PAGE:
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The following summary is from Orphanet, a European reference portal for information on rare diseases and orphan drugs.
Orpha Number: 444
A rare autosomal dominant hair loss disorder characterized by the absence or scarcity of scalp hair, eyebrows, and eyelashes at birth; coarse and wiry hair during childhood; and progressive hair loss beginning around puberty.
Prevalence and incidence are unknown.
Affected individuals of both sexes are typically born with an absence or scarcity of scalp hair, eyelashes, and eyebrows. During early childhood the scalp hair becomes coarse and wiry. Loss of scalp hair begins around puberty in a pattern resembling that of androgenetic alopecia and progresses to almost total alopecia. Body, axillary, and pubic hair is sparse or absent as is beard hair in men and adolescent boys. No other ectodermal abnormalities are observed.
MUHH is due to mutations in U2HR , an inhibitory upstream open reading frame of the HR gene located to 8p21.2, causing a gain of function of HR. Worldwide, more than 15 different U2HR mutations have been identified in nearly 30 affected families and sporadic cases. Recently, a missense mutation in EPS8L3 , located on chromosome 1p13.2, was identified in a Chinese family with MUHH.
Diagnosis depends on clinical and microscopic examination and can be confirmed by mutational analysis of U2HR. Scanning electron microscopic study of the hair reveals irregular twisting, longitudinal ridging and cuticle peeling. Scalp biopsy shows a marked reduction in the number of follicles with follicular fibrosis. However, the small number of biopsies analyzed makes it difficult to obtain an objective impression.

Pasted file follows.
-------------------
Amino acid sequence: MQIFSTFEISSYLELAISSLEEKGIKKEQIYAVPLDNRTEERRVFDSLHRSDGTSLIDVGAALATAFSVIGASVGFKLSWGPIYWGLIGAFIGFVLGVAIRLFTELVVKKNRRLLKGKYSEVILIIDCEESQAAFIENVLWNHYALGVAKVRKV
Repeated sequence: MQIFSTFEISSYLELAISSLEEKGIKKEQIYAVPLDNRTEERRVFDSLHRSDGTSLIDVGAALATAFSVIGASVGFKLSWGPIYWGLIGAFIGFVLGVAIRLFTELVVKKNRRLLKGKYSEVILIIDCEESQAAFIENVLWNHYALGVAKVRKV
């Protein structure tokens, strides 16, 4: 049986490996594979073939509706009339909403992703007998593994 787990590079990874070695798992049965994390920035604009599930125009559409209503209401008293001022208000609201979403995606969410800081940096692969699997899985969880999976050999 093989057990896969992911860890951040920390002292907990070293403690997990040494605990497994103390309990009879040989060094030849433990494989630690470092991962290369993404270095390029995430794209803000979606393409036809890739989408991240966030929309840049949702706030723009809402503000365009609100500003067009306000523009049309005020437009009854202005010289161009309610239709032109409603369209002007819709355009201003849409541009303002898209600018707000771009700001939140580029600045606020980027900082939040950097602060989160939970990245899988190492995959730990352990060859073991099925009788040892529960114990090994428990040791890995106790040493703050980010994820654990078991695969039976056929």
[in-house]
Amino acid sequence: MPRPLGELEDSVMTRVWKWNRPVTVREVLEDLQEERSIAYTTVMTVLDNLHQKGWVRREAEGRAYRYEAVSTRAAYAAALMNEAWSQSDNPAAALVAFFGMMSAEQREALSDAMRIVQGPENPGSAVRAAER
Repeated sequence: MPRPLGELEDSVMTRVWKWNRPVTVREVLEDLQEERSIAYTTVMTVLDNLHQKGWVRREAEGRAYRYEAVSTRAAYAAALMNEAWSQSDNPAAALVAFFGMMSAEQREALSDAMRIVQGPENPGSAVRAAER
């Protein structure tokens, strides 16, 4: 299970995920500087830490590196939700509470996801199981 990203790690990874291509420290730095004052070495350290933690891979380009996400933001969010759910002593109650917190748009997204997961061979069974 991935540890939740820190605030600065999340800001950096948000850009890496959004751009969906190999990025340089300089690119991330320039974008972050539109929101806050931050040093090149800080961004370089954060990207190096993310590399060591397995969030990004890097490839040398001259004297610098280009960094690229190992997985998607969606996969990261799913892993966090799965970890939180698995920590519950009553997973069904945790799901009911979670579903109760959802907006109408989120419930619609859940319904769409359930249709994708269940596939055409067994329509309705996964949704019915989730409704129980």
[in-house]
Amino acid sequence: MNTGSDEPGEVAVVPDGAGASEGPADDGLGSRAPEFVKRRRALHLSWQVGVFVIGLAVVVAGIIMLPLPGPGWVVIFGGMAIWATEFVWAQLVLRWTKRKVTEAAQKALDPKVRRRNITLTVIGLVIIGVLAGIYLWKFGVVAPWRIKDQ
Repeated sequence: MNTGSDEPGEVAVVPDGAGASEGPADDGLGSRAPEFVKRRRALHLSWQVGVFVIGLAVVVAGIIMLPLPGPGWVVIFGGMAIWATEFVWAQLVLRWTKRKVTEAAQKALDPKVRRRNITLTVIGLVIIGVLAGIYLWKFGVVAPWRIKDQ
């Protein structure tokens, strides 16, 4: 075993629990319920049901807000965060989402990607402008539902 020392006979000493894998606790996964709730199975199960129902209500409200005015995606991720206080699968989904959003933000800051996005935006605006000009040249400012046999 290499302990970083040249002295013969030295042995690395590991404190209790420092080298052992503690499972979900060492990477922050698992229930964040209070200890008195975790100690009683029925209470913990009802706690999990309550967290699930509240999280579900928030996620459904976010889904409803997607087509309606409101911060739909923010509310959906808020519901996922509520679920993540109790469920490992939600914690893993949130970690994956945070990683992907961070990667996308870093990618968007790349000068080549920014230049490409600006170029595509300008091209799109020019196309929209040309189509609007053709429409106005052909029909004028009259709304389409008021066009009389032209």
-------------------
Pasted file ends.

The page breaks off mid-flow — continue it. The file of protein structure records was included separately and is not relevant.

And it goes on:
Differential diagnoses include hypotrichosis simplex, loose anagen syndrome, uncombable hair syndrome, ectodermal dysplasia syndromes (see these terms), congenital atrichia, androgenetic alopecia and alopecia areata.
Antenatal diagnosis can be performed but is the exception, as MUHH is not a life-threatening disease. Therefore in practice, this is handled in quite a restrictive manner.
There is a 50% recurrence risk for offspring of affected individuals as transmission is autosomal dominant.
Management and treatment
No curative treatment exists for MUHH.
Life expectancy is normal but quality of life can be reduced due to the psychological impact related to the hair phenotype.
Visit the Orphanet disease page for more resources.
Source: GARD Last updated on 05-01-20
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